Soffid ESSO, as any other enterprise single sign on, needs to store the password in a way that can be used by applications, and this requirement implies that password should be stored in either clear text or reversible encryption algorithms, making them vulnerable to insider attacks.
To prevent any risk regarding any unlikely insider attack, Soffid has a highly sophisticated mechanism to protect your system passwords, as well as allowing enteprise single sign on module to know the password value when it is required. . To get this done, Soffid creates a RSA private key for each synchronization server. The key is stored locally on the server, and the public key is stored on the database.
Once the keys are stored, every process that needs to encrypt a password must do it once for each synchronization server public key. Then, if we have two synchronization servers, as on the image next to this lines, when Soffid sets a password for any user, the password will be stored twice. The first one will be encrypted using the first RSA public key and the second one will be encrypted using the second RSA key.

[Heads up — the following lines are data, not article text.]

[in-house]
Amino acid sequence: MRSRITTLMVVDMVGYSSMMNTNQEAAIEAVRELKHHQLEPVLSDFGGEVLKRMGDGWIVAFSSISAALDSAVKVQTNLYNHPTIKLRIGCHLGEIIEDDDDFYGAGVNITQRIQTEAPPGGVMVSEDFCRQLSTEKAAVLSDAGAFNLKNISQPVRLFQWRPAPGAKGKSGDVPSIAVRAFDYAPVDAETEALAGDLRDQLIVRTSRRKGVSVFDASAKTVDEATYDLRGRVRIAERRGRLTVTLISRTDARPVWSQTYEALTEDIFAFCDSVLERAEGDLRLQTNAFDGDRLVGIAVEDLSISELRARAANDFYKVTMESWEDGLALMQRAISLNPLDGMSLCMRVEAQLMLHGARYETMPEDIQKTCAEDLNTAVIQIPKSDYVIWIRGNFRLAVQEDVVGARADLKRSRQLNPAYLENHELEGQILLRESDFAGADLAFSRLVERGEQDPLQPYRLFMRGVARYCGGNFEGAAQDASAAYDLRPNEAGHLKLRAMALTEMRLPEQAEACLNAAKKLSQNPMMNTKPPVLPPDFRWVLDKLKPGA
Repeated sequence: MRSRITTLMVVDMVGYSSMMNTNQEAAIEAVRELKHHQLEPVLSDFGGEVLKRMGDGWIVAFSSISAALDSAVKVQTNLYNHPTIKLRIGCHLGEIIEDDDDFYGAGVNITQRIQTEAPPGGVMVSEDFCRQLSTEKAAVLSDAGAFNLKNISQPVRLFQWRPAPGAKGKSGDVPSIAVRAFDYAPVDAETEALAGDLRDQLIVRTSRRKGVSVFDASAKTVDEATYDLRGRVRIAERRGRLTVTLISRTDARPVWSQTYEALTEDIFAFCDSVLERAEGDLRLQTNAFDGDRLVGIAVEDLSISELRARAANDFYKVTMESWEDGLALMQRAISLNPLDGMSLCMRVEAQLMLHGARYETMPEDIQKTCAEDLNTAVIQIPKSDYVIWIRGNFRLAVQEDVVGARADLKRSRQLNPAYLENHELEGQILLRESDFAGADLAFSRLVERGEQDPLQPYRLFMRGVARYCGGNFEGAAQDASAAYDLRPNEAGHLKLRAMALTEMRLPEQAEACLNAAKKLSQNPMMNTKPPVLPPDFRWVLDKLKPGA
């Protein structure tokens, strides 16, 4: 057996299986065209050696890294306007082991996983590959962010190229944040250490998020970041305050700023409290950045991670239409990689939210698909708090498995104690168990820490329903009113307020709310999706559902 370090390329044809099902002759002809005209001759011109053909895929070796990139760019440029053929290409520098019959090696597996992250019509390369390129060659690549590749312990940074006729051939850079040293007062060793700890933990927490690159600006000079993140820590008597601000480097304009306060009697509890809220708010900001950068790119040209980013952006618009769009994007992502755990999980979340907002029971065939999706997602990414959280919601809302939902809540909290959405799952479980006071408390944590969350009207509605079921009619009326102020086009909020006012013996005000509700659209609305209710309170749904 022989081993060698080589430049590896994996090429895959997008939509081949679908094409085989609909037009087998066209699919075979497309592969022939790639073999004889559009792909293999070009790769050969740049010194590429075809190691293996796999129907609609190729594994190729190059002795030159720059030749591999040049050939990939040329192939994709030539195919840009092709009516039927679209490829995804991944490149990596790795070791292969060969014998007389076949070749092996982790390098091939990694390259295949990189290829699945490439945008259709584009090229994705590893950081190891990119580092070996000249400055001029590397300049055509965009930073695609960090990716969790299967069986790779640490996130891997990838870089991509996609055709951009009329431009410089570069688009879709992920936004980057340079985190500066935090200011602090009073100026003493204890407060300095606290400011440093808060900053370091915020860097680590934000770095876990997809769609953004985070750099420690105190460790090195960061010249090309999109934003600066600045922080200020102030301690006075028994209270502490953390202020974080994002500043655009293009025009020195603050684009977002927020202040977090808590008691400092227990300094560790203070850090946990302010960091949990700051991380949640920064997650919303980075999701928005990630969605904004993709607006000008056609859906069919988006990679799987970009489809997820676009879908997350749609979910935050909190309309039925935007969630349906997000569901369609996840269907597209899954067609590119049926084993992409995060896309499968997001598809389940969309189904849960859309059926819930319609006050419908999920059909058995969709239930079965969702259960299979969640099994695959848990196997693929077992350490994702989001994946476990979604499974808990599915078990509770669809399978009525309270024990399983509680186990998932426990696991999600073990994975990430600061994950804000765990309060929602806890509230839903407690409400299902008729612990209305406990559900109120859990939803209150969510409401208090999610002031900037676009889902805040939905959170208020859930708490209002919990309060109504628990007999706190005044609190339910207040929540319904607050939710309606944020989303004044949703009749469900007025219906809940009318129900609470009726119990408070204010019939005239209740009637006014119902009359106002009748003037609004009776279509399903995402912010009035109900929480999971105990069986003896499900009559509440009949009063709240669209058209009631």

This mechanism guarantees that only a synchronization server will be able to decrypt the password, using the password version that was encrypted using its own public key.
By default, private keys are stored on file system, and protected by a secret word. The backup of this private keys and the configuration file that contains the secret word should be placed on different devices than the Soffid database backup.
To achieve the top security level, a HSM module can be used. Provided that the HSM module has a PKCS#11 interface, synchronization server will use it to use the private key that is stored on it. In such a way, you can get the best trust level on your passwords confidentiality.